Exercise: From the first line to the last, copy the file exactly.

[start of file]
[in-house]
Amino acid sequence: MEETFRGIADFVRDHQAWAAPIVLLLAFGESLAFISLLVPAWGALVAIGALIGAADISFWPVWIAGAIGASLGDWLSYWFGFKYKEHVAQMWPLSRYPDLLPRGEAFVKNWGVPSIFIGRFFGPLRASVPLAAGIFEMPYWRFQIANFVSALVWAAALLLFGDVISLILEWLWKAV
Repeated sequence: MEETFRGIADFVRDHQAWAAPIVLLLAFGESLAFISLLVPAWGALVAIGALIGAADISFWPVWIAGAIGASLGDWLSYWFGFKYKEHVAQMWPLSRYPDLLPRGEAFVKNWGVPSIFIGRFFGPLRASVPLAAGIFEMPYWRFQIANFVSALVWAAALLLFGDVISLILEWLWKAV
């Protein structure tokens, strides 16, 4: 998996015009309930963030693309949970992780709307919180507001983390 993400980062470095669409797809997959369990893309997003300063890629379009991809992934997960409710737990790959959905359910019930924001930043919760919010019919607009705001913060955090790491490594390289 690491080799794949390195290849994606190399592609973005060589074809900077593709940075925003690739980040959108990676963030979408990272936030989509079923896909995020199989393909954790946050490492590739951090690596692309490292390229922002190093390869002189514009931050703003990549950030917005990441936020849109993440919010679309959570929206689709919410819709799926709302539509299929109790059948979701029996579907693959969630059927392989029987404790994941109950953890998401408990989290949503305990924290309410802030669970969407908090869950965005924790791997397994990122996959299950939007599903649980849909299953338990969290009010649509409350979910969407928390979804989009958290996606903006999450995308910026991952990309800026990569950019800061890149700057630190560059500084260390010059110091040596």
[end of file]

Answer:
[in-house]
Amino acid sequence: MEETFRGIADFVRDHQAWAAPIVLLLAFGESLAFISLLVPAWGALVAIGALIGAADISFWPVWIAGAIGASLGDWLSYWFGFKYKEHVAQMWPLSRYPDLLPRGEAFVKNWGVPSIFIGRFFGPLRASVPLAAGIFEMPYWRFQIANFVSALVWAAALLLFGDVISLILEWLWKAV
Repeated sequence: MEETFRGIADFVRDHQAWAAPIVLLLAFGESLAFISLLVPAWGALVAIGALIGAADISFWPVWIAGAIGASLGDWLSYWFGFKYKEHVAQMWPLSRYPDLLPRGEAFVKNWGVPSIFIGRFFGPLRASVPLAAGIFEMPYWRFQIANFVSALVWAAALLLFGDVISLILEWLWKAV
């Protein structure tokens, strides 16, 4: 998996015009309930963030693309949970992780709307919180507001983390 993400980062470095669409797809997959369990893309997003300063890629379009991809992934997960409710737990790959959905359910019930924001930043919760919010019919607009705001913060955090790491490594390289 690491080799794949390195290849994606190399592609973005060589074809900077593709940075925003690739980040959108990676963030979408990272936030989509079923896909995020199989393909954790946050490492590739951090690596692309490292390229922002190093390869002189514009931050703003990549950030917005990441936020849109993440919010679309959570929206689709919410819709799926709302539509299929109790059948979701029996579907693959969630059927392989029987404790994941109950953890998401408990989290949503305990924290309410802030669970969407908090869950965005924790791997397994990122996959299950939007599903649980849909299953338990969290009010649509409350979910969407928390979804989009958290996606903006999450995308910026991952990309800026990569950019800061890149700057630190560059500084260390010059110091040596």